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The productivity project

productivity

A digest of Chris Bailey’s book, The productivity project.

Productivity is about working smarter by better managing energy and attention (let alone time).
Productivity boils down to doing the most important thing, not doing more.

Adequate productivity, according to the author, lies between two extremes. It is a midpoint between the hyperactivity of the trader and the hyperdetachment of the Buddhist monk. One acts in an inconsiderate manner, losing the meaning of his actions as well as his values. The other meditates intensely and therefore shows better discernment, but does not perform many actions. Ideally, one must combine reflection with execution in order for the latter to be intelligent.
Time must be organized, energy must be maintained to promote a high level of execution, and attention (of consciousness) must be raised to allow concentration. There is no point in trying to finish a task if you are anxious or distracted. It is better to meditate or walk around for a few moments to clarify your ideas and thus increase your attention to the work.
Knowing what our values are and what motivates us

Before you want to improve your productivity, you need to know in detail what the main reason is. Do you want to spend more time with your loved ones, have more time for physical exercise, etc.? Without a solid reason, it will be difficult to set up a routine that will stand up to obstacles. Motivation is key; it conditions the effectiveness of new habits.
The rule of 3

JD Meier: Getting results with the Agile method
According to JD Meier, its organisation should be simplified, keeping the number 3 in mind:

  • Have 3 weekly objectives
  • Have 3 daily objectives

Weekly objectives condition the daily objectives. 3 is easy to remember, it designates the most important things to achieve.
For example, if during a week you need to set up a new marketing campaign for one of your products, take your family away for the weekend and repaint the shutters of your house, this will involve the following daily tasks for example :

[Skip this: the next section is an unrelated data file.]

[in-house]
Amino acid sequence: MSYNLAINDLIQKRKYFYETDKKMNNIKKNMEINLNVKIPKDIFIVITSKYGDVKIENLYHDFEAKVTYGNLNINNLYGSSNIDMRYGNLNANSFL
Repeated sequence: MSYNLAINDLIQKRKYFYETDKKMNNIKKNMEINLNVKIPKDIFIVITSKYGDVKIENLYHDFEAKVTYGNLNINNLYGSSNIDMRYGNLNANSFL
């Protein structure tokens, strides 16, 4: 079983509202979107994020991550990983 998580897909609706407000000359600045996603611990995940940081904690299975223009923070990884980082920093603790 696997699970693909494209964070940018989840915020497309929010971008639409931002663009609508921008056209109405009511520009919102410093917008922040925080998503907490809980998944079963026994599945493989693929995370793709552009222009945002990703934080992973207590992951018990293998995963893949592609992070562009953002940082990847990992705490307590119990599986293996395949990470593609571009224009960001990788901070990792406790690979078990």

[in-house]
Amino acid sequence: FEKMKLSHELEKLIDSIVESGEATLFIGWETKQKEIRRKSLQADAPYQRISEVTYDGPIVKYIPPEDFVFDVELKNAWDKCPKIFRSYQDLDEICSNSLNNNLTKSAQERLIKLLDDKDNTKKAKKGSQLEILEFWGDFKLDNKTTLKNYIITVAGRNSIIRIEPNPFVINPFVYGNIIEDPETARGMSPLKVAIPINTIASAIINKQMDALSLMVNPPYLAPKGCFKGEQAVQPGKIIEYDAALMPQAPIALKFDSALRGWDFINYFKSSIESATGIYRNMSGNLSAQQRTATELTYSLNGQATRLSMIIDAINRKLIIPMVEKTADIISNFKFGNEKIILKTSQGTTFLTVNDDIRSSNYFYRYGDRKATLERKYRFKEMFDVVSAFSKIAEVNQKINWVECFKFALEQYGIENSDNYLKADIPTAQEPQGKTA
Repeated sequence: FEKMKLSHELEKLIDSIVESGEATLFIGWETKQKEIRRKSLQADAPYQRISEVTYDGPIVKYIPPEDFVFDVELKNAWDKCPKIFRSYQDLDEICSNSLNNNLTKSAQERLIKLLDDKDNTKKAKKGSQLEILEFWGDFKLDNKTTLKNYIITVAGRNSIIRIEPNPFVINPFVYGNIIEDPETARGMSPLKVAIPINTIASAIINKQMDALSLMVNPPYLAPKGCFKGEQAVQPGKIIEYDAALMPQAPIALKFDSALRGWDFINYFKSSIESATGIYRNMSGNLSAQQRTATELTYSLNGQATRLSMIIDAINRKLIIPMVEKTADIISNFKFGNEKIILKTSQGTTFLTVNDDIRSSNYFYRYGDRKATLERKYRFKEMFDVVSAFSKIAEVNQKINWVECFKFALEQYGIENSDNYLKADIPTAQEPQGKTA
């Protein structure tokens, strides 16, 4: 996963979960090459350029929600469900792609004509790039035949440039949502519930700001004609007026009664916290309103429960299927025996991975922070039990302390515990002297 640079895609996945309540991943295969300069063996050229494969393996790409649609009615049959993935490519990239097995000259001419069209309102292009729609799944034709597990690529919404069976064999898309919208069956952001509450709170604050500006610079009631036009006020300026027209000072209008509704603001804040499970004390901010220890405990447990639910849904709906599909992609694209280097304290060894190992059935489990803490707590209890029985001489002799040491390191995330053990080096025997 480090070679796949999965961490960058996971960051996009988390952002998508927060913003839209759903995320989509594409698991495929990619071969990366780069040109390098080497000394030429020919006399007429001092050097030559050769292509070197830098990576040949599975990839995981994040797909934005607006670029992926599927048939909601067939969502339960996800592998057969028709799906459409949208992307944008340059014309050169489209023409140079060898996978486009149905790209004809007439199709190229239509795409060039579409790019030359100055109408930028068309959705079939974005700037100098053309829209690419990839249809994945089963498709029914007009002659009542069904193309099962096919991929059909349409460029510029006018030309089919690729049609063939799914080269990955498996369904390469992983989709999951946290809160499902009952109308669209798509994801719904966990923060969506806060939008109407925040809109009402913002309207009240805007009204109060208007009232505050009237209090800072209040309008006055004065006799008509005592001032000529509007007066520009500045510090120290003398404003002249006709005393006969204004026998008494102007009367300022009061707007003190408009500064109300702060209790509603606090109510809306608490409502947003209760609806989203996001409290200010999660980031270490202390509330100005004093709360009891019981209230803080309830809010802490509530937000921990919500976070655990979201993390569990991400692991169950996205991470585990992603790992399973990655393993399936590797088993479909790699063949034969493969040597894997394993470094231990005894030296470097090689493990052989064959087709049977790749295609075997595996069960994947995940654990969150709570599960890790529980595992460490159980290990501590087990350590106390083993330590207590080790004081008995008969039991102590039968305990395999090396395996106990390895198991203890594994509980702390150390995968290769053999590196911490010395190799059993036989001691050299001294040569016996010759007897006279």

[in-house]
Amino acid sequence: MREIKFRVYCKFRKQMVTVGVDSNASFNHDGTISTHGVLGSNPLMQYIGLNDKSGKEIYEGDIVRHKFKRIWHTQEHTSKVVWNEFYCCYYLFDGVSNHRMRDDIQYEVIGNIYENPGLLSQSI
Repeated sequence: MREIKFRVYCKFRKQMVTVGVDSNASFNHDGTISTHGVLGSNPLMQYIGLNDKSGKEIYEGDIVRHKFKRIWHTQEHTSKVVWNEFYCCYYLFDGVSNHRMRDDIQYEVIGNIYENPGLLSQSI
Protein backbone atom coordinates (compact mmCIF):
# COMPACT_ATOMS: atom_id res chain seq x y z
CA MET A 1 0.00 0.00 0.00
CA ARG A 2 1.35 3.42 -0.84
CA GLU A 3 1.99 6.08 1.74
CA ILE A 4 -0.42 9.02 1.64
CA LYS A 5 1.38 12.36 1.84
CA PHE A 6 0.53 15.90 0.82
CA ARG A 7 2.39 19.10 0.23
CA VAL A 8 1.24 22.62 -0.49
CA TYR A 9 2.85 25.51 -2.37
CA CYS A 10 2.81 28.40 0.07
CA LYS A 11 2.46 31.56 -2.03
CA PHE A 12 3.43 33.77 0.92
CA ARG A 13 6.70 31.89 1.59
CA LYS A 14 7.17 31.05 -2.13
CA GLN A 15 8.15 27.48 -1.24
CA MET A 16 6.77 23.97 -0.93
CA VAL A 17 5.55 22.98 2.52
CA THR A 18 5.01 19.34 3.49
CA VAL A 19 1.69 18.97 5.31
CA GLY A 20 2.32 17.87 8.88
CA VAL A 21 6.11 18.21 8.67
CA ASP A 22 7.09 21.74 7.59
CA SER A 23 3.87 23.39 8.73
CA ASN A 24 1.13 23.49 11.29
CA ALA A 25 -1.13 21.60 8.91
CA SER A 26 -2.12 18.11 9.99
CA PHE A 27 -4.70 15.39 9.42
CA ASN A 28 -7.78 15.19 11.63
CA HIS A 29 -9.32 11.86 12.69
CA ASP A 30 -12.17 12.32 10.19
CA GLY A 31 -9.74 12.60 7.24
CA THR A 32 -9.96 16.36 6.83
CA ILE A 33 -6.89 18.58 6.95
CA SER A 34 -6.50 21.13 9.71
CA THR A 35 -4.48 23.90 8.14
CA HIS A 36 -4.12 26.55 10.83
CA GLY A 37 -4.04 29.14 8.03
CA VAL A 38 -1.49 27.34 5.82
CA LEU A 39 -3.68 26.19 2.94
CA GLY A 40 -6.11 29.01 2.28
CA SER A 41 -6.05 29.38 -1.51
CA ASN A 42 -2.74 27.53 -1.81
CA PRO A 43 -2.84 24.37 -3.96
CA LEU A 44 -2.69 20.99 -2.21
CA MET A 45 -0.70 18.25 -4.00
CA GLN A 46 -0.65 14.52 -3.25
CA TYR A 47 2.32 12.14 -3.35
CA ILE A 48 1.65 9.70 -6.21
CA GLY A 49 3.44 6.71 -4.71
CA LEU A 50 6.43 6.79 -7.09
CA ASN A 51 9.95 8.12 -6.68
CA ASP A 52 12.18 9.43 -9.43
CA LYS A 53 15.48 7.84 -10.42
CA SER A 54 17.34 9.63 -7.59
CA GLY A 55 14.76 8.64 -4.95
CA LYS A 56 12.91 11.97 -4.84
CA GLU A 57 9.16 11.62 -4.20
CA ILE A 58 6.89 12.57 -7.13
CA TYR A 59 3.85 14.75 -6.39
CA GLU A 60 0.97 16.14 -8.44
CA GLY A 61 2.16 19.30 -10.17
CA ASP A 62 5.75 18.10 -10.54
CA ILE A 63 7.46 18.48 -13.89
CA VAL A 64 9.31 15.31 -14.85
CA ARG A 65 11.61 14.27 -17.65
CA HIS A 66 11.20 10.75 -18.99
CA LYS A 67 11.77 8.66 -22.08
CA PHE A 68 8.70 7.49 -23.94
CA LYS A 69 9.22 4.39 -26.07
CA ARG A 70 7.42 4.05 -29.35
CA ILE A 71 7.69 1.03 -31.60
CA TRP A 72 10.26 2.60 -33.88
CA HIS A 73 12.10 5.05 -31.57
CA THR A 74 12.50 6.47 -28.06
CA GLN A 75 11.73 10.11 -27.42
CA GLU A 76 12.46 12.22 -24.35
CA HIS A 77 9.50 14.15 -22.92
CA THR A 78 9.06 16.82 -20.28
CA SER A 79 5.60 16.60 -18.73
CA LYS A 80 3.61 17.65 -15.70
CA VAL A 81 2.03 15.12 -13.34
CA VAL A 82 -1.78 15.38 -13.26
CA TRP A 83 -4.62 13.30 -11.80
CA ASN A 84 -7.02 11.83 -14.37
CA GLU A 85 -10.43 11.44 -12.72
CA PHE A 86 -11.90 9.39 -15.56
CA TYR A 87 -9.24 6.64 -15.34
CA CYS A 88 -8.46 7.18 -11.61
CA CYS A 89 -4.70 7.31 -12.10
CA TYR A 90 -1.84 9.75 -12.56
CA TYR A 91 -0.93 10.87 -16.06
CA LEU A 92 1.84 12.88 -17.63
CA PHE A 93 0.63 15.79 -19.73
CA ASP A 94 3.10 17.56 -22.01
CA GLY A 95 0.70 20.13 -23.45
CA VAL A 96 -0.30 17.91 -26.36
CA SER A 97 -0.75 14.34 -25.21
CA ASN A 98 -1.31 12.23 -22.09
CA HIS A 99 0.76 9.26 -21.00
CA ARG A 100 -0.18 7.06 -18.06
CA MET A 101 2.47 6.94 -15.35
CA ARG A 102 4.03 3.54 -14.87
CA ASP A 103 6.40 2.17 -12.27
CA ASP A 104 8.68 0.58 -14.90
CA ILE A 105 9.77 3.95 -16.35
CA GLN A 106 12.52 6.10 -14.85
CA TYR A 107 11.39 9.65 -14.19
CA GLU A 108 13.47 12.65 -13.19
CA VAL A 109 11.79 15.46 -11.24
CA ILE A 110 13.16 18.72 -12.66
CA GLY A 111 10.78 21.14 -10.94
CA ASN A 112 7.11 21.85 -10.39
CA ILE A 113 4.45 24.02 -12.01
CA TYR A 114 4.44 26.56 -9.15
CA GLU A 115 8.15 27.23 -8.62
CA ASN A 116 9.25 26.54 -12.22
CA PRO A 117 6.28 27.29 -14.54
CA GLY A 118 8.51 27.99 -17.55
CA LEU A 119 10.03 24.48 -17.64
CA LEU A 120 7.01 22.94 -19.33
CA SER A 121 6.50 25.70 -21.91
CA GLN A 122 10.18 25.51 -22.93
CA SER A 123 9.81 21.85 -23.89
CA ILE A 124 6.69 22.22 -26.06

• contacting your marketing department or an external agency
  • look at possible options for going away for the weekend and book the right place
  • buy paint and necessary materials
    How do we fight procrastination?

Just make a task more interesting and rewarding.
There are 6 characteristics that make a task prone to procrastination:

  • boring
  • difficult
  • destructure
  • frustrating
  • meaningless
  • no intrinsic reward
    In order to accomplish a task, one must combat the negative psychological triggers it presents. If it is boring, improve the workplace (with music, for example) to make it more enjoyable. If it does not have an intrinsic reward, you can offer yourself a reward after it has been completed, such as a break, a meal, etc.
    Working more often means working less

Since time is not the only variable conditioning productivity, there is no point in working more to achieve more. The solution often lies in our energy (conditioned by what we eat, how much sleep and exercise we get) and attention. It’s often best to stop working, take a nap and then get back to work. One hour of work in full possession of one’s means (attention and energy) can be the equivalent of up to 2 or 3 hours of work under normal conditions.
The brain is used to think, not to memorize

Writing in a notebook the tasks to be completed frees our brain from unnecessary interference. Memory is often a hindrance to pure intellectual performance. If we make an analogy with computers, it is preferable to put one’s data in the cloud in order to free up processing memory for one’s own computer.

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